|System: X360 (XBLA)||Review Rating Legend|
|Dev: The Odd Gentlemen||1.0 - 1.9 = Avoid||4.0 - 4.4 = Great|
|Pub: 2K Play||2.0 - 2.4 = Poor||4.5 - 4.9 = Must Buy|
|Release: Feb. 17, 2010||2.5 - 2.9 = Average||5.0 = The Best|
|Players: 1||3.0 - 3.4 = Fair|
|ESRB Rating: Everyone||3.5 - 3.9 = Good|
by Kyle B. Stiff
Winterbottom would be fairly weak as a platformer. Thankfully, jumping from ledge to ledge and falling into bottomless pits is not what Winterbottom is about. Instead, it's a puzzle game that happens to be dressed up with a little jumping between point A and point B. You play as P. B. Winterbottom, a compulsive criminal whose greed knows no bounds, and he uses his time-manipulating abilities to puzzle his way through a world of darkness in order to steal pies.
These are not normal pies, of course. Each world is host to its own pies, and its own rules, and Winterbottom will have to "record" himself, and then interact with his recorded time-clones, in order to clear each stage. Strange, I know. If Mario is the Average Joe of video games, then Winterbottom is for the Mensa gamer who prefers characters like Professor Xavier over Wolverine. Winterbottom is a classy, thinking man's game with a lot of macabre whimsy thrown in for good measure.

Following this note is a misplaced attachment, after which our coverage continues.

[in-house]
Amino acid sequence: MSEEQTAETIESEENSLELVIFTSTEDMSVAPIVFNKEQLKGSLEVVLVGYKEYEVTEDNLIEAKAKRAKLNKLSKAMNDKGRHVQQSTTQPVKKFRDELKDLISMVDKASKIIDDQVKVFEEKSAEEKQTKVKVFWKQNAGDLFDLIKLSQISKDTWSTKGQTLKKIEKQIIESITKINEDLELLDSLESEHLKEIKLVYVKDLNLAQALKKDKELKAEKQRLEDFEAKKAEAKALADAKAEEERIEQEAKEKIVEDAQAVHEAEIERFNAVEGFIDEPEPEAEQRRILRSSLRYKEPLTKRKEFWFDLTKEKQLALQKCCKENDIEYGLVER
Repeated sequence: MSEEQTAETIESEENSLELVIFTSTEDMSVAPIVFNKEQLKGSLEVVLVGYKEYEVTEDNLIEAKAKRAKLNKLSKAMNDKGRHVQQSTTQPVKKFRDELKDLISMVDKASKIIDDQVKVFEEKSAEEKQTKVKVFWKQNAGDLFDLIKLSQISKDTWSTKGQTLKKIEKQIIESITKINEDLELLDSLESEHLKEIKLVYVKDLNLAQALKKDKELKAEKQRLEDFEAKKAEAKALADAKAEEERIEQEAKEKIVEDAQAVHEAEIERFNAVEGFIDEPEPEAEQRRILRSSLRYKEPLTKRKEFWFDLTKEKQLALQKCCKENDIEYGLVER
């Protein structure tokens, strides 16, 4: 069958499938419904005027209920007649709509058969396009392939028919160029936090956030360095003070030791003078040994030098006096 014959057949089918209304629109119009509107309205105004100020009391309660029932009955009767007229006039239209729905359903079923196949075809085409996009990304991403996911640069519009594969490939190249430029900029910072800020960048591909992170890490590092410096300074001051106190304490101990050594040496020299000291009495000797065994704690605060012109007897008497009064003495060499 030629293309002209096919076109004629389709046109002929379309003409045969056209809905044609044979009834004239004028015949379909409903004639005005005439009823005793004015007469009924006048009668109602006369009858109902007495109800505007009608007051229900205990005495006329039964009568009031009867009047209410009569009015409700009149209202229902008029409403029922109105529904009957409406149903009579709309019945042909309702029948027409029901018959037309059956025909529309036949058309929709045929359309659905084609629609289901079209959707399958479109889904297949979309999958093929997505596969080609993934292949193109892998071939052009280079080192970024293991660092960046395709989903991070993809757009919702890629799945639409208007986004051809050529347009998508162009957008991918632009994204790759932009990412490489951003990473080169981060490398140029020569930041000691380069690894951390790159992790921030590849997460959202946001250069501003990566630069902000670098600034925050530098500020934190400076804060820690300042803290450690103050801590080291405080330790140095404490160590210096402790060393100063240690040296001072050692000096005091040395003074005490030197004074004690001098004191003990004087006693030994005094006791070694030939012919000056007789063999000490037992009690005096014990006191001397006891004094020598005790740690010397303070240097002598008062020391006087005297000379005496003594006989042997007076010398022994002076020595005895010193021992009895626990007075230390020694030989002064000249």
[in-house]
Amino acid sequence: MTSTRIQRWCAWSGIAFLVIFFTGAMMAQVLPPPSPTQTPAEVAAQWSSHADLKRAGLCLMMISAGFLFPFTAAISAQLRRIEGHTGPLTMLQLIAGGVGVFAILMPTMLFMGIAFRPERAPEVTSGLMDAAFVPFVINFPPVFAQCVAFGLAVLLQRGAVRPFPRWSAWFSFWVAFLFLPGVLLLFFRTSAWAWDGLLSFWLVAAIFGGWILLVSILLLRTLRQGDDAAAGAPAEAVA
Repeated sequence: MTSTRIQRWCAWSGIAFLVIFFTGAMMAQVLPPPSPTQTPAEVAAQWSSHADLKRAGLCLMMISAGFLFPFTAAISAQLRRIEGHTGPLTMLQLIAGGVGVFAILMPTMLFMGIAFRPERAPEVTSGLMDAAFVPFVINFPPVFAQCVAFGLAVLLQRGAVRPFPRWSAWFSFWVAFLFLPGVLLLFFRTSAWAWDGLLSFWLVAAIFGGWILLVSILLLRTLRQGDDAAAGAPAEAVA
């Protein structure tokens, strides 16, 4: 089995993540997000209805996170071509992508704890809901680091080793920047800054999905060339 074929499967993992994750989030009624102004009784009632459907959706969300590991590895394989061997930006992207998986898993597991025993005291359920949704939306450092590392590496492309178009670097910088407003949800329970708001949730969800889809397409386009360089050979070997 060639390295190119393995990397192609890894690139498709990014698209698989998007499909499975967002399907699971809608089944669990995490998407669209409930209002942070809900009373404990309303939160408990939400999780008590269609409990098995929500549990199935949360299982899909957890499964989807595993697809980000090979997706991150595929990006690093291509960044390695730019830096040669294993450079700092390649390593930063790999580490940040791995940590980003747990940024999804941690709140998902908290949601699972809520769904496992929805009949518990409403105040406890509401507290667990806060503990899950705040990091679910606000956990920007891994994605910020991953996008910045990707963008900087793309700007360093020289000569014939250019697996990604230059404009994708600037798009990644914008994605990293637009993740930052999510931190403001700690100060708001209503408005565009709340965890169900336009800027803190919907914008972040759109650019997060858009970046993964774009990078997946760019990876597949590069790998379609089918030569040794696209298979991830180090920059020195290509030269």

Each world is divided into small stages, which can be long or short depending on the length of time it takes the player to stumble onto an epiphany and overcome the seemingly impossible riddle that each stage presents. Each world has its own rules and conditions for victory, but each world is usually kind enough to give the player a few warm-up stages to get used to its peculiarities.
Like all good puzzle games, Winterbottom often subverts its own rules, challenging you to test what you thought was possible in the game. Each stage is an IQ test condensed into its purest form. There were plenty of times when I laid the controller aside and simply stared at the screen, desperate to throw together a plan that would accomplish the impossible. Thankfully, even though each stage has its own time limit of sorts, the time limit does not kick in until you make your first move. There are no limited number of lives, and Winterbottom can "die" as many times as you need him to do so. There is only THE WALL, and THE WALL is the limit of your ability to figure out the next puzzle.
And be warned, you will hit THE WALL many, many times.
The graphics have been described by some as reminiscent of Edward Gorey's macabre inking style, which was a heavy influence on Tim Burton's Edward Scissorhands (or anything cartoonishly gothic for that matter). I think Winterbottom's graphics are a little too clean to be Gorey, though the artistic direction definitely has a childish sense of emptiness and nihilism about it. Winterbottom looks like he lives in a world that has already ended. It's a bleak place straight out of a Tool music video, but it's mixed with a silent film version of Spongebob Squarepants.